Sunday, May 28, 2017

Sunday Stroke Survival: What Are Your Fears?

Are you afraid you'll stay impaired for the rest of your life? I just past my 5th anniversary living post stroke.  I can tell you honestly, that the thought has crossed my mind quite a few times over the years.

If I'd had my way the recovery process would have taken a couple of months. I imagine this is true for most stroke survivors. In my case, I was making great strides towards just weakness rather than paralysis for the first couple months. If strength of will was needed I would have succeeded. Unfortunately after the first two months an injury occurred stopping most forward progress on my right upper limb. Then, within six months another stroke set me back to square one in my recovery and took some other things with it like my reading comprehension. Plus the high tone that was present with the first stroke became the dreaded, constant spasticity.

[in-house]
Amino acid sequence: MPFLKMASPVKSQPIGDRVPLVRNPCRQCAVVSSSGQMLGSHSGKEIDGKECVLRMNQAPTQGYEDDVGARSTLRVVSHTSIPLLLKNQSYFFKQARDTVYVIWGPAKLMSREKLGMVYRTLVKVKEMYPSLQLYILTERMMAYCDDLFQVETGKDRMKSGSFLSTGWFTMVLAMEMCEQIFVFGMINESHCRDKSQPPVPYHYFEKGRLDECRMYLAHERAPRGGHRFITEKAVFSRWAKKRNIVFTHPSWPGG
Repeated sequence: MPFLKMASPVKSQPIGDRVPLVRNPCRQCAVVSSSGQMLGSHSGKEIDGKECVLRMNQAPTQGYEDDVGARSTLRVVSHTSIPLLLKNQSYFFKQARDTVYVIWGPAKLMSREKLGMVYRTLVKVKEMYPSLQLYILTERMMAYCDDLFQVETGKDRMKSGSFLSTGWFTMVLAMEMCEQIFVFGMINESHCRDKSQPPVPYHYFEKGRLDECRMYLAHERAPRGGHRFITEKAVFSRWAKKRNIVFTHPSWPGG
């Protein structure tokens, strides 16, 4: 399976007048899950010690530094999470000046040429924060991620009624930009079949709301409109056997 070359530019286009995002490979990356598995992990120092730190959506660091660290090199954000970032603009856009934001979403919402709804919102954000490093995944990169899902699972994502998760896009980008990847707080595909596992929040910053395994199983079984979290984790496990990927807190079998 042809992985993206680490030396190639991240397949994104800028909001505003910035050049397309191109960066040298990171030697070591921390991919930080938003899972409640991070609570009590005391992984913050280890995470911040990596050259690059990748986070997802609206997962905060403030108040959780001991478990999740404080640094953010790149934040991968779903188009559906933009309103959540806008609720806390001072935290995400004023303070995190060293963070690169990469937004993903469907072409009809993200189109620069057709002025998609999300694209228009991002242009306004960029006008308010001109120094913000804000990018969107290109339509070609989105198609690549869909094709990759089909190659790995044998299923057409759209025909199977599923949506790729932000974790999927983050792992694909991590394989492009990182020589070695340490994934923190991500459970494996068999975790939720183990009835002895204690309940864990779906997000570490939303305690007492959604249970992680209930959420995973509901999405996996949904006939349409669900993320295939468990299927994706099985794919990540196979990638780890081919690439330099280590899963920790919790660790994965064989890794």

But looking back over the past five years, I haven't lived my life in a vacuum waiting for my recovery. There have been many times over the years that I have had fears; both great and small. Who doesn't, right? Everyone has had periods of being fearful. I'm no different, although I don't focus on them as many do, but look up to my Heavenly Father for relief. I don't focus on what might happen or never happen.